Bird winters in South and South East Asia. It has suffered in Pakistan and India due to the presence of a drug Declofenac in the carrion of the dead animals which these birds feed on. This drug is used extensively in the treatment of cattle in these countries.
Thus these birds suffer both at the original residence as well as their temporary stay in Asia.
I chanced upon a ditch amidst the bushes where the carrion are being dumped. One can observe the eagles flying over the area. Earlier there were mostly Egyptian Vultures but now a group of these Steppe Eagles have landed here.
It is also called crested honey buzzard with scientific name as Pernis ptilorhynchus. It is a bird of prey in the family Accipitridae, which also includes many other diurnal raptors such as kites, eagles, and harriers.
It is quite big raptor with a long tail. It’s head is very small like that of pigeon. It is a specialist bird feeding on the larvae of bees. It also consumes crumbs of the honeycomb. Additionally it take cicadas.
It’s flight is very stealthy. In a forest it is possible to spot it only when it is perched on top of very lofty trees.
Again I spotted it quite a number of times in the forest near my home. Here are some pictures.
Although researchers all over the world are working on the technology to harness the alternate resources of energy like solar, wind, hydropower and nuclear energy, the conventional resources of oil, gas and coal are still the major resources of energy. These resources are fast declining since they are non renewable. Rapid industrialization and urbanization are responsible for this. In addition, these conventional resources add pollutants to the atmosphere.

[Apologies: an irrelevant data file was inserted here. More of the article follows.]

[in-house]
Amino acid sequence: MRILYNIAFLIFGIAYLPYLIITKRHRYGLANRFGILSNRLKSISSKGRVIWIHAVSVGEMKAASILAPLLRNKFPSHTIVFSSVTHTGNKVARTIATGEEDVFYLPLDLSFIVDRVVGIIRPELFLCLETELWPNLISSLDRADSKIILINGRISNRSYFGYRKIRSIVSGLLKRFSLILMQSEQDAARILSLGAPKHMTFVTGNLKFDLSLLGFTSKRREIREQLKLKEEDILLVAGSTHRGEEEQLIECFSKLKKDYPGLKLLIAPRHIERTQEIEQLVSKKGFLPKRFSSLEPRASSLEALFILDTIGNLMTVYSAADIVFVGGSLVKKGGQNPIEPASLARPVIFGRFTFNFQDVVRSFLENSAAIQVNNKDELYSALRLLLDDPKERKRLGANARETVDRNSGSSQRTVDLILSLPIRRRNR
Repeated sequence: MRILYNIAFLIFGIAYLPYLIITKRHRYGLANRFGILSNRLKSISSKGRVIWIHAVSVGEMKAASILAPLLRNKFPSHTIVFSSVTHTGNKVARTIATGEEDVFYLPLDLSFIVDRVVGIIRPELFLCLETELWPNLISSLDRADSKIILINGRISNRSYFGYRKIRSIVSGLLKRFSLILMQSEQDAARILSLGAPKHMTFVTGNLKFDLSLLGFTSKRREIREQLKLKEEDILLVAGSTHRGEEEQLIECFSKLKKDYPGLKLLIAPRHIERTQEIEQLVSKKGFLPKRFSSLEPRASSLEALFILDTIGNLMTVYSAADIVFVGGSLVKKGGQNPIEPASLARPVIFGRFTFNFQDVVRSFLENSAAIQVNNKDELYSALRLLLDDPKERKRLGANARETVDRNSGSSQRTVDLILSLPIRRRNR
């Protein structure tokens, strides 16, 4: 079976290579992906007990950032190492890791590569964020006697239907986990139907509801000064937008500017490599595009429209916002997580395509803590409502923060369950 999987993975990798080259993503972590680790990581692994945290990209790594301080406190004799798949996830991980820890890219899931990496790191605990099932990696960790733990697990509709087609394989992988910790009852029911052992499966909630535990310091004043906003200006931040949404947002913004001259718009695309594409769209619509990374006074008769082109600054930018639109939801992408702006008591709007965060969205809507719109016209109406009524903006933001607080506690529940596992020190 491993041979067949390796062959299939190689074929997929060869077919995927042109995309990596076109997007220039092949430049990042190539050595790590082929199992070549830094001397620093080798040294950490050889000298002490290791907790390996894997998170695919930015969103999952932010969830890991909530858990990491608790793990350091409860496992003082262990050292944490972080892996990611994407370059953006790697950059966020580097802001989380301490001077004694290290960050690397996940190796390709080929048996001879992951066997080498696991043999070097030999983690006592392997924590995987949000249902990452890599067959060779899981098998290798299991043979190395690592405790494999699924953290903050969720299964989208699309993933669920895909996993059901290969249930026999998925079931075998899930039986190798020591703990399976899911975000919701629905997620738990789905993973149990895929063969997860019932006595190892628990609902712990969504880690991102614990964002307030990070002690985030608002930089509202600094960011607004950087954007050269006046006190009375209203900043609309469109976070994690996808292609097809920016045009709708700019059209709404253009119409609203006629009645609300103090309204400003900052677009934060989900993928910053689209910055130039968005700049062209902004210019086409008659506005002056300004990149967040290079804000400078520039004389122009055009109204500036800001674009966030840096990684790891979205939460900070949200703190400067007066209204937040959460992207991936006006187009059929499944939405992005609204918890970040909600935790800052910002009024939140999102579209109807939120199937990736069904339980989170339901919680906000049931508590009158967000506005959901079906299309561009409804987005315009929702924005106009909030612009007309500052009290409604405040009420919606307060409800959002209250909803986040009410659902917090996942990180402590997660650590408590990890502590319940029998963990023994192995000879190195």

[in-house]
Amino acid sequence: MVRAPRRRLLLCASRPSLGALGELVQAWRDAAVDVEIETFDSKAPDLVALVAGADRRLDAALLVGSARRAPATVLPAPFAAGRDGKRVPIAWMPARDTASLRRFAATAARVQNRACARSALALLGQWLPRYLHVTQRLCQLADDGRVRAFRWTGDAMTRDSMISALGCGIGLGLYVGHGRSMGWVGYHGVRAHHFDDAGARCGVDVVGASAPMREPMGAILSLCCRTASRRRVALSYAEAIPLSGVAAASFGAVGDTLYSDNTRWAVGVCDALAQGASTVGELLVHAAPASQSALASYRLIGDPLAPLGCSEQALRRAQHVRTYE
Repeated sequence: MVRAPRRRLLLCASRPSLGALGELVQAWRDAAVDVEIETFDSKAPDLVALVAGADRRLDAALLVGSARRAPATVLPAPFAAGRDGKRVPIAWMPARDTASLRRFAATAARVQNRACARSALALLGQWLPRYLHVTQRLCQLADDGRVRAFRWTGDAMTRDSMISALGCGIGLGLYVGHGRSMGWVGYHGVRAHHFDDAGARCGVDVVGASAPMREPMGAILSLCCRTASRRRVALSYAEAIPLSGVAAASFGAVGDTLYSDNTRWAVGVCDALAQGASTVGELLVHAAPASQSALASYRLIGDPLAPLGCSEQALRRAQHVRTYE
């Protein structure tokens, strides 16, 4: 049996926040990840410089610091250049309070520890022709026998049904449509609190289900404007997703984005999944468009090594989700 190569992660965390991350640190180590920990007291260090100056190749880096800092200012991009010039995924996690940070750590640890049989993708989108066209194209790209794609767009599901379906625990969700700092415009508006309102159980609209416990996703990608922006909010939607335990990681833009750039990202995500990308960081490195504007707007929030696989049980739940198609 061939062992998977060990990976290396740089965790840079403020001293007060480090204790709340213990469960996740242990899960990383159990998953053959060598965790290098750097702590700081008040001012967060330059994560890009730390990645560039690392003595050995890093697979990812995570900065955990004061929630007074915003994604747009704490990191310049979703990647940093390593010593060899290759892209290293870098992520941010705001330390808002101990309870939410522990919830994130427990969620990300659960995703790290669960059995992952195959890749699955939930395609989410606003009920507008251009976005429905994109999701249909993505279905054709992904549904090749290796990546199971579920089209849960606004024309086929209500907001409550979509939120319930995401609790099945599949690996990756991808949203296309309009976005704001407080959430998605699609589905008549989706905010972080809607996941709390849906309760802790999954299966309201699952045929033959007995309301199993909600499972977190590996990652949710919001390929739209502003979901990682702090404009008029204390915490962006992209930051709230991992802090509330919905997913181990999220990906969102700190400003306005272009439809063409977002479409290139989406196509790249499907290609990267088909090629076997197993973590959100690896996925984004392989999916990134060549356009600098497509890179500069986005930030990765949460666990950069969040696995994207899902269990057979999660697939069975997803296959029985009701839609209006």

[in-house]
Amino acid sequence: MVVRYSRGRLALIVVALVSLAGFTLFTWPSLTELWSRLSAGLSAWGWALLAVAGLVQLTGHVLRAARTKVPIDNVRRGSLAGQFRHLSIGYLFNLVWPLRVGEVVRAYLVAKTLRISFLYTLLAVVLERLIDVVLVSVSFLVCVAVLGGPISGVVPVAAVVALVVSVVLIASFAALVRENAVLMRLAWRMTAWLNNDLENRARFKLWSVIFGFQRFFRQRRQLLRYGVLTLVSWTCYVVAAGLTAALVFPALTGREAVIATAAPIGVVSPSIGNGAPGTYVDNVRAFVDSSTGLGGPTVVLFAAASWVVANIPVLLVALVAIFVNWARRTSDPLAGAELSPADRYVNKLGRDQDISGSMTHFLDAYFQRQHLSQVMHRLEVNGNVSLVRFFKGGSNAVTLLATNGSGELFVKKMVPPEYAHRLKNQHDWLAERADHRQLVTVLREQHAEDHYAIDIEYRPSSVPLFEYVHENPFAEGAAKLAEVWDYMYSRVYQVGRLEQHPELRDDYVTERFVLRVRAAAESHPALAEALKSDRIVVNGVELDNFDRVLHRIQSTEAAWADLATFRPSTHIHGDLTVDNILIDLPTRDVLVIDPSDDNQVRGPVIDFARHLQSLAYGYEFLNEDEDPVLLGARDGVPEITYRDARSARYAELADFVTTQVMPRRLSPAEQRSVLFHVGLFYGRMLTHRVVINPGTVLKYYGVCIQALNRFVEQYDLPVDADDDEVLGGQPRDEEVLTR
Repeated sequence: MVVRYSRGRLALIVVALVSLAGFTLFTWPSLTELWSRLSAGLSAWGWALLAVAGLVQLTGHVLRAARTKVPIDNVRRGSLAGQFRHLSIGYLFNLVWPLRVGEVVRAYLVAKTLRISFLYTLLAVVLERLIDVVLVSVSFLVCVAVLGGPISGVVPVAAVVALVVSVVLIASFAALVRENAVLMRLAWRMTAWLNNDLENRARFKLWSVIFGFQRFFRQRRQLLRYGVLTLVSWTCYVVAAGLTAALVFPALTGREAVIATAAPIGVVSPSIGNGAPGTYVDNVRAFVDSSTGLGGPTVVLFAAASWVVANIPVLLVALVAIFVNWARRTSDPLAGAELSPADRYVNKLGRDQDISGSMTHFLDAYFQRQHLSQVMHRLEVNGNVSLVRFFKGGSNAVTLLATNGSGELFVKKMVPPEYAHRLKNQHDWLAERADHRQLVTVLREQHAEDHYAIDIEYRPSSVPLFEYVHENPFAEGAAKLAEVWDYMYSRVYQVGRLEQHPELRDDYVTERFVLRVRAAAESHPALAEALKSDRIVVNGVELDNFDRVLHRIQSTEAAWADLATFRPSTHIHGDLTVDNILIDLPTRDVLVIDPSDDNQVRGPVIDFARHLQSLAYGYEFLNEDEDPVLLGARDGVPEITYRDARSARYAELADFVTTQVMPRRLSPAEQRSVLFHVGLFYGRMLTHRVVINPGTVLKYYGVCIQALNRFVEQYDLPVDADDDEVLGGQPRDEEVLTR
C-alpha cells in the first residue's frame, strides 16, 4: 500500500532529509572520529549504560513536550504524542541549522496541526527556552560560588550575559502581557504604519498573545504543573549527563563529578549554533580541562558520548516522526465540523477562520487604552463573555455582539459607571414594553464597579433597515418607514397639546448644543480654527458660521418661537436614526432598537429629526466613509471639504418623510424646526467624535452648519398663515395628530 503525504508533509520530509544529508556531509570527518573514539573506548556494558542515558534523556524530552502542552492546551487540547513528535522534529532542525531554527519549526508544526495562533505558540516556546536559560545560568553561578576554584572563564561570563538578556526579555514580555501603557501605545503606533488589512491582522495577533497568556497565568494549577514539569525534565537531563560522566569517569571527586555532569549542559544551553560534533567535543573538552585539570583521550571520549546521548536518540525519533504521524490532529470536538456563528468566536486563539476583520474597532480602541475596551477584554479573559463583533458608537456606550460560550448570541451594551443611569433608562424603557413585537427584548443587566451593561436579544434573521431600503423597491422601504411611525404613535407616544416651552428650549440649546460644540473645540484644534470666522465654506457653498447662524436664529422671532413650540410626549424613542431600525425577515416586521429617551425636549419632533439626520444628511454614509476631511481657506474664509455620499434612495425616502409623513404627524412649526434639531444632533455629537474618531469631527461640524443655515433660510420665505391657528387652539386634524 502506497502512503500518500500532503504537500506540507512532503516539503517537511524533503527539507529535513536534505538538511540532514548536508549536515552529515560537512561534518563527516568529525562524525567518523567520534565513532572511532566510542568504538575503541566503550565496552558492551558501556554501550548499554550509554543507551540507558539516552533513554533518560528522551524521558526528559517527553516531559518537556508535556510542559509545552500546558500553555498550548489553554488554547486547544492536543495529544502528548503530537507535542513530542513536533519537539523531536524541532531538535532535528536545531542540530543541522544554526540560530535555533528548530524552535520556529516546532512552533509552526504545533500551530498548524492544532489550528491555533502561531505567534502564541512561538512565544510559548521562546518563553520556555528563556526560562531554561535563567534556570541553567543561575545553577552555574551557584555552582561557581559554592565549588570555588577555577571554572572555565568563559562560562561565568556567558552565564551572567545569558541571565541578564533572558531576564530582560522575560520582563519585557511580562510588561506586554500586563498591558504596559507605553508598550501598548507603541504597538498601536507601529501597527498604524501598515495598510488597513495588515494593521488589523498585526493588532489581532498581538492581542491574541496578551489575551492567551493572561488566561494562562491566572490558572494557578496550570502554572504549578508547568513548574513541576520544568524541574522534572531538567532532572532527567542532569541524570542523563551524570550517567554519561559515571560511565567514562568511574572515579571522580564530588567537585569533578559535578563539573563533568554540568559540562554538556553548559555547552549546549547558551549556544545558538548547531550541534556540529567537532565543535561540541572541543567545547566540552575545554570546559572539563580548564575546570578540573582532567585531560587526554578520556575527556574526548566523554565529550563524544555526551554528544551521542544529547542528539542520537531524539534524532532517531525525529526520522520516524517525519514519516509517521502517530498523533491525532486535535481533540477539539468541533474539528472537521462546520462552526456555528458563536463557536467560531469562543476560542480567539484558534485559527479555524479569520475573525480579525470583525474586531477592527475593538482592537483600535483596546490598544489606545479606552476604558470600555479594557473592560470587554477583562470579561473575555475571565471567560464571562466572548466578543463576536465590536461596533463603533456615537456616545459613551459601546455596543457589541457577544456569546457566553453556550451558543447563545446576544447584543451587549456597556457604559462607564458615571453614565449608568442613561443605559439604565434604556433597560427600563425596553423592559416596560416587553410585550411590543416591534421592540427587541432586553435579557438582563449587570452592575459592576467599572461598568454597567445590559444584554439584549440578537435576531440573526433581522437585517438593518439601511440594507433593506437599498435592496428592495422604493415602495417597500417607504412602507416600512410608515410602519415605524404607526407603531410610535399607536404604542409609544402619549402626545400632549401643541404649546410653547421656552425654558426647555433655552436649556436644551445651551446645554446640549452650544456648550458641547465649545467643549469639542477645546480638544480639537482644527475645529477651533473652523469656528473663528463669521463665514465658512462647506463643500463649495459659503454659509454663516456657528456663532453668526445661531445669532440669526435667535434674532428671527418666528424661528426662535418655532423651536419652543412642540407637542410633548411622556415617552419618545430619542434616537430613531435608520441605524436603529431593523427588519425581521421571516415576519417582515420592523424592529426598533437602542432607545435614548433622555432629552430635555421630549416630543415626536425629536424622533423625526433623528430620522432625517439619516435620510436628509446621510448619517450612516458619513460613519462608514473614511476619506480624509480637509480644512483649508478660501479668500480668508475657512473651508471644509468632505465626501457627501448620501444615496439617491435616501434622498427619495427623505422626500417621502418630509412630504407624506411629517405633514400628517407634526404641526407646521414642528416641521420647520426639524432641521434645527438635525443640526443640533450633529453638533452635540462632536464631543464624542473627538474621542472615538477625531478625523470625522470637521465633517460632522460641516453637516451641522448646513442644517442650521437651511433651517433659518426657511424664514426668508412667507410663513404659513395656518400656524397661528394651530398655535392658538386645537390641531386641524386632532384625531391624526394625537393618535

Presently the positon of energy producers is like this
World’s Biggest Oil & Gas Companies
(Production in millions barrels per day)
SAUDI ARAMCO: 12
NATIONAL IRANIAN OIL: 6
BRITISH PETROLEUM: 3.7
ROYAL DUTCH SHELL: 3.7
PETROLEOS MEXICANOS: 3.6
KUWAIT PETROL CORP: 3.4
Top 5 countries with highest Oil Reserves
1. Saudi Arabia:
265 billion barrels (19.1%)
Remaining reserves: 72.4 years
211 billion barrels(15.3%)
Remaining reserves: 234.1years
137 billion barrels(9.9%)
Remaining reserves: 88.4 years
115 billion barrels (8.4%)
Remaining reserves: 128.1 years
102 billion (7.3%)
Remaining reserves: 110.9 years
Global Energy Sources
Natural Gas: 24%
Renewable and Nuclear Energy
Nuclear Power: 4%
Renewable energy: 2.7%
There is a forest near my home. It is maintained by Department of Forests. The department has converted a small portion of the forest into a Nature Park. I am a regular visitor to this park where sometimes very different birds make their appearance. One day, I was lucky to spot this beauty perched on the branch of a leafless tree.